Google Inc. Faces New Privacy Investigations in the U.S. and Europe

Regulators in the U.S. and European Union are investigating Google, claim people familiar with the investigations.

The investigations may lead Google Inc. to years of legal battles and result in hefty fines for privacy violations. Photo: Robert Scoble/Flickr

Experts in the U.S. and Europe are probing Google Inc. for bypassing the privacy settings of millions of users of Apple Inc.’s Safari Web browser, the insiders told reporters.

According to February reports, the company used special computer code to install tiny tracking files, or “cookies,” on some people’s computers, iPhones and iPads, even if the devices were set to block this kind of tracking, reports The Wall Street Journal.

“We created a temporary communication link between Safari browsers and Google’s servers, so that we could ascertain whether Safari users were also signed into Google,” a Google spokeswoman explained.

She continued: “We will of course cooperate with any officials who have questions. But it’s important to remember that we didn’t anticipate this would happen, and we have been removing these advertising cookies from Safari browsers.”

Safari is currently the most popular mobile web browser, rebuilt in all models of Apple’s iPhone and iPad. Google allegedly circumvented the protection to build up profiles of web users, using a ‘cookie’ that collected advertising information, writes The Daily Mail.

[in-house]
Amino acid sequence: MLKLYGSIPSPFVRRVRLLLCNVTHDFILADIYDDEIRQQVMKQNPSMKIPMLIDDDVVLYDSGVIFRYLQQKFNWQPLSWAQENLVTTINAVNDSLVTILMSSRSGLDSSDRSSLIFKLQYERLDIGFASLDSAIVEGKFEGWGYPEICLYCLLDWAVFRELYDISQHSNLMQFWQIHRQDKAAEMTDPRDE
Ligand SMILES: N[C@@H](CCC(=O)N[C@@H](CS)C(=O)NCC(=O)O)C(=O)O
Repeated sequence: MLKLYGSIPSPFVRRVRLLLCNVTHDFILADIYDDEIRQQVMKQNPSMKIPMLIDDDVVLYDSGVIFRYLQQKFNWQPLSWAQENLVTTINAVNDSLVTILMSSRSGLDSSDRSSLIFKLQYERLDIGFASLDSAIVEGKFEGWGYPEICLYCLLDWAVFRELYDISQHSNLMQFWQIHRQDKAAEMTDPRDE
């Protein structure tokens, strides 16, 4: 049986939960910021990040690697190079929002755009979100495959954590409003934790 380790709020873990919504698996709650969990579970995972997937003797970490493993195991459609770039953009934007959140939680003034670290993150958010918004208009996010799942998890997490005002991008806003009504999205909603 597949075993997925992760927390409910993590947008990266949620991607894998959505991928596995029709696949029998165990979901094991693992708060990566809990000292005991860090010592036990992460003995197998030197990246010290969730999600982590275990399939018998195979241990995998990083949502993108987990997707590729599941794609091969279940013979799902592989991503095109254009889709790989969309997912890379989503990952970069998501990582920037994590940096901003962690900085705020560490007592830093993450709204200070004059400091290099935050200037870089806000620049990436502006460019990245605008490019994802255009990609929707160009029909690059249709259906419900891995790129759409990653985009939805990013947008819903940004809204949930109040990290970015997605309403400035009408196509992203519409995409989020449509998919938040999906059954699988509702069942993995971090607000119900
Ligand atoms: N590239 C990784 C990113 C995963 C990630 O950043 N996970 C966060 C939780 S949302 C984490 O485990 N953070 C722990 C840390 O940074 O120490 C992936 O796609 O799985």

Google has since disabled the code, insisting that the report was in error, and that its cookies only collected anonymous information. San Francisco’s Electronic Frontier Foundation says, “It’s time for Google to acknowledge that it can do a better job of respecting the privacy of Web users.”

“Unlike other major browsers, Apple’s Safari browser blocks third-party cookies by default,” said a Google spokesperson at the time.

“However, Safari enables many web features for its users that rely on third parties and third-party cookies, such as ‘Like’ buttons.  Last year, we began using this functionality to enable features for signed-in Google users on Safari.”

He continued: “To enable these features, we created a temporary communication link between Safari browsers and Google’s servers, so that we could ascertain whether Safari users were also signed into Google, and had opted for this type of personalization.”

“However, the Safari browser contained functionality that then enabled other Google advertising cookies to be set on the browser.  We didn’t anticipate that this would happen, and we have now started removing these advertising cookies from Safari browsers.”

The Federal Trade Commission in US is currently checking whether Google’s actions violated last year’s legal settlement with the government in which Google pledged not to “misrepresent” its privacy practices to consumers, say insiders familiar with the investigation.

The fine for violating the agreement is $16,000 per violation, per day. As millions of people suffered, any fine could add up quickly, depending on the way it is calculated. The FTC declined to comment.

The probes in the U.S. and Europe suggest the toll that the rivalry has taken on Google as it tries to build more social-networking tools into its own products to compete with Facebook.

This week, a former Google CEO, James Whittaker, announced that he left the company as he felt it was trying too hard to push its rival social-networking service, Google+, into all corners of the organization.

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